Welcome to my classroom website!
"Equipped with his five senses, man explores the universe around him and calls the adventure Science." ~ Edwin Powell Hubble
Teacher: Ms. Jennifer Weber
Contact Information: firstname.lastname@example.org
About the Teacher:
Jennifer Weber has worked at Bishop Dunn Memorial School for the past five years, initially as a Fifth Grade co-teacher and now teaching as the Middle School Science Teacher. Previously, Jennifer has taught in public schools throughout Dutchess County. Jennifer’s desire to educate students inside and outside the traditional classroom has led her to teach students at the Newburgh Armory in addition to volunteering for programs such as Math and Science Matters…Especially for Young Women. Her dedication to her students leads Jennifer to always make time for her students, even during non-traditional school hours.
Jennifer is a firm believer in collaborating with others to create meaningful learning experiences for all of her students. After all, as Helen Keller once said, “Alone we can do so little; together we can do so much.” During her time here at Bishop Dunn, Jennifer has collaborated several times with Mount Saint Mary College professors and students as well as with numerous colleagues.
To stay up to date and involved with current educational practices, Jennifer is a member of the National Science Teachers Association (NSTA), Science Teachers Association of New York (STANYS), and the International Literacy Association (ILA). She continuously participates in professional development programs to advance her knowledge and to add to her tools in her educational toolbox.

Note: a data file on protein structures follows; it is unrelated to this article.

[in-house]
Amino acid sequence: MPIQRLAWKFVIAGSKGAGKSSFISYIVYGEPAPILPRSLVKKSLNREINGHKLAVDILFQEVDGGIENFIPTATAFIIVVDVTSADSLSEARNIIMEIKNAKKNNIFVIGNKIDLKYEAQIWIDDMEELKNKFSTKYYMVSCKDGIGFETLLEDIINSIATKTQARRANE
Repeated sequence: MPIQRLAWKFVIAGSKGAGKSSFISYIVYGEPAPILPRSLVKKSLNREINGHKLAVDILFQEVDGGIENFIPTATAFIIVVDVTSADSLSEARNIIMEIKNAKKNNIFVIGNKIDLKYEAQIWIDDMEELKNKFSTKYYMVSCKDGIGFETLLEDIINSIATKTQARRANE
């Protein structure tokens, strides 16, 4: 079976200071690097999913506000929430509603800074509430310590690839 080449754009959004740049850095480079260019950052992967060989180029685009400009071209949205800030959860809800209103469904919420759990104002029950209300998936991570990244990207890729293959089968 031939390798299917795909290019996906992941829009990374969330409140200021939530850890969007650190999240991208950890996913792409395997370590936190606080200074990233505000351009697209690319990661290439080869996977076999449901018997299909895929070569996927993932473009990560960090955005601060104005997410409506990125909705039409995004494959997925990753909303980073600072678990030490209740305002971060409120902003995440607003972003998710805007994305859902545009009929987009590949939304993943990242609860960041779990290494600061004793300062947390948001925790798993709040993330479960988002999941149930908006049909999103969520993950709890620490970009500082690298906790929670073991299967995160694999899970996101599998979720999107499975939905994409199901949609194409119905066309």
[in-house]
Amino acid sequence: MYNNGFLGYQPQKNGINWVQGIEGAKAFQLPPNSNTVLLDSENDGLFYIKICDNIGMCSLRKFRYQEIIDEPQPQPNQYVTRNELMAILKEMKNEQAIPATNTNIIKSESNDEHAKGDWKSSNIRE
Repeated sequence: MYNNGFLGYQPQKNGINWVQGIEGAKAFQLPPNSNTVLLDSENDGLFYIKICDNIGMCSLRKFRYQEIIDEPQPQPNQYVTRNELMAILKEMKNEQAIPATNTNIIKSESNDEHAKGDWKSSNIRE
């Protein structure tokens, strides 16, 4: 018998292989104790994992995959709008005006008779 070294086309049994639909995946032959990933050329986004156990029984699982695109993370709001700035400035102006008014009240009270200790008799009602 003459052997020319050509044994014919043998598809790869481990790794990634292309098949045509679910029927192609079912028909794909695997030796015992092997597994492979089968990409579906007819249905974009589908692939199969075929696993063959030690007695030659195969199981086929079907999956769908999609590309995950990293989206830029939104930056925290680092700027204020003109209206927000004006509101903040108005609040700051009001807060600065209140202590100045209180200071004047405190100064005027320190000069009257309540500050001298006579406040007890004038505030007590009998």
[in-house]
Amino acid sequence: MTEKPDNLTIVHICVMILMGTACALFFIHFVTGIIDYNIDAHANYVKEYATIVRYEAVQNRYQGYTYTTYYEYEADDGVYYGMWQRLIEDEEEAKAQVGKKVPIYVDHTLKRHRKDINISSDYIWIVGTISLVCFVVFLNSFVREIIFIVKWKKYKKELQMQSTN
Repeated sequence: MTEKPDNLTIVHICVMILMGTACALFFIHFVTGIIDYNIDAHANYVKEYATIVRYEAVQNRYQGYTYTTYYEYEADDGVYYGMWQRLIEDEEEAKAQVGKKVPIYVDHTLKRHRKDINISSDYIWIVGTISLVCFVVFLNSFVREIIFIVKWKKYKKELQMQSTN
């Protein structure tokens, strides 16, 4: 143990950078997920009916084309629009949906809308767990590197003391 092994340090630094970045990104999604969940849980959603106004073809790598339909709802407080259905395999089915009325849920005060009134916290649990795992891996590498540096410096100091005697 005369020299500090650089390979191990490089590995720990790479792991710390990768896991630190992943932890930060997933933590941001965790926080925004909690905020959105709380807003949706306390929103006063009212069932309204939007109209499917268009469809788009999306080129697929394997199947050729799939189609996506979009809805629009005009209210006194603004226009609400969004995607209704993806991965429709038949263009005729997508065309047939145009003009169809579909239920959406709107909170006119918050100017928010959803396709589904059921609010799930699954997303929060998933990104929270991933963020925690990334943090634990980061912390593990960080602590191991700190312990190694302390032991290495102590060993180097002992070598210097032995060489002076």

Philosophy of Teaching Science:
The goal of teaching science is to inspire and support students as they secure and increase their scientific knowledge. As students are guided through their lessons, it is my responsibility to stress that being successful in science does not mean that you will always get the correct answer or that you will always write a hypothesis that matches the outcome of an experiment. Being successful in science means that you are willing to do research, take risks, and become more aware of how the world around us works. By providing knowledge and tools in an accessible manner, every student will have the opportunity to succeed in science.
"The important thing in science is not so much to obtain new facts as to discover new ways of thinking about them." ~ William Lawrence Bragg